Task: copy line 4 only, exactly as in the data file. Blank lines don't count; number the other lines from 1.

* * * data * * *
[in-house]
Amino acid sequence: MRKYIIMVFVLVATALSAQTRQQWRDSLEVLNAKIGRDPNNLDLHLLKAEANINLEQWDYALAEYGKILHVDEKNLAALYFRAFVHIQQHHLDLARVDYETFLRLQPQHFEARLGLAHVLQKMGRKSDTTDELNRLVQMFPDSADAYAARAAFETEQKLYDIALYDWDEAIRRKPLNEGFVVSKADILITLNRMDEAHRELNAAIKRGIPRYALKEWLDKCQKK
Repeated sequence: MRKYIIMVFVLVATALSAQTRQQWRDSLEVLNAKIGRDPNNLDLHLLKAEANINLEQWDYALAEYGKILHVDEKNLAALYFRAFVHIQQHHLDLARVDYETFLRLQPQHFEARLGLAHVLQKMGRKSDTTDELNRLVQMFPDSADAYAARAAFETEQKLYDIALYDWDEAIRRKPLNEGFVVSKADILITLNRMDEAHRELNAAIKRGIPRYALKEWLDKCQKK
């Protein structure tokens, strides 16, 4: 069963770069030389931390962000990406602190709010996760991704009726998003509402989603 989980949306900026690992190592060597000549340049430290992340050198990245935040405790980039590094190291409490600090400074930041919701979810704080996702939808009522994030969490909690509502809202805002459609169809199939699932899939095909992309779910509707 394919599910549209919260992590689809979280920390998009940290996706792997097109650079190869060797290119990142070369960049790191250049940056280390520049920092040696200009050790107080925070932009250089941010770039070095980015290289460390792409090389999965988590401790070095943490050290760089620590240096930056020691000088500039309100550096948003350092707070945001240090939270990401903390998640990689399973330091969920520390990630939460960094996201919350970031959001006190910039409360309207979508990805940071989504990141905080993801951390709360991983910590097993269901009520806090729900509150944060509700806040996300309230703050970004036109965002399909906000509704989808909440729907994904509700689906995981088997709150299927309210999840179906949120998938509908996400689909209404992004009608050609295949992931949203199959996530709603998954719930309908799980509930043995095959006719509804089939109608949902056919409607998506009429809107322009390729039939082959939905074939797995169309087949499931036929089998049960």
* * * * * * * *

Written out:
């Protein structure tokens, strides 16, 4: 069963770069030389931390962000990406602190709010996760991704009726998003509402989603 989980949306900026690992190592060597000549340049430290992340050198990245935040405790980039590094190291409490600090400074930041919701979810704080996702939808009522994030969490909690509502809202805002459609169809199939699932899939095909992309779910509707 394919599910549209919260992590689809979280920390998009940290996706792997097109650079190869060797290119990142070369960049790191250049940056280390520049920092040696200009050790107080925070932009250089941010770039070095980015290289460390792409090389999965988590401790070095943490050290760089620590240096930056020691000088500039309100550096948003350092707070945001240090939270990401903390998640990689399973330091969920520390990630939460960094996201919350970031959001006190910039409360309207979508990805940071989504990141905080993801951390709360991983910590097993269901009520806090729900509150944060509700806040996300309230703050970004036109965002399909906000509704989808909440729907994904509700689906995981088997709150299927309210999840179906949120998938509908996400689909209404992004009608050609295949992931949203199959996530709603998954719930309908799980509930043995095959006719509804089939109608949902056919409607998506009429809107322009390729039939082959939905074939797995169309087949499931036929089998049960």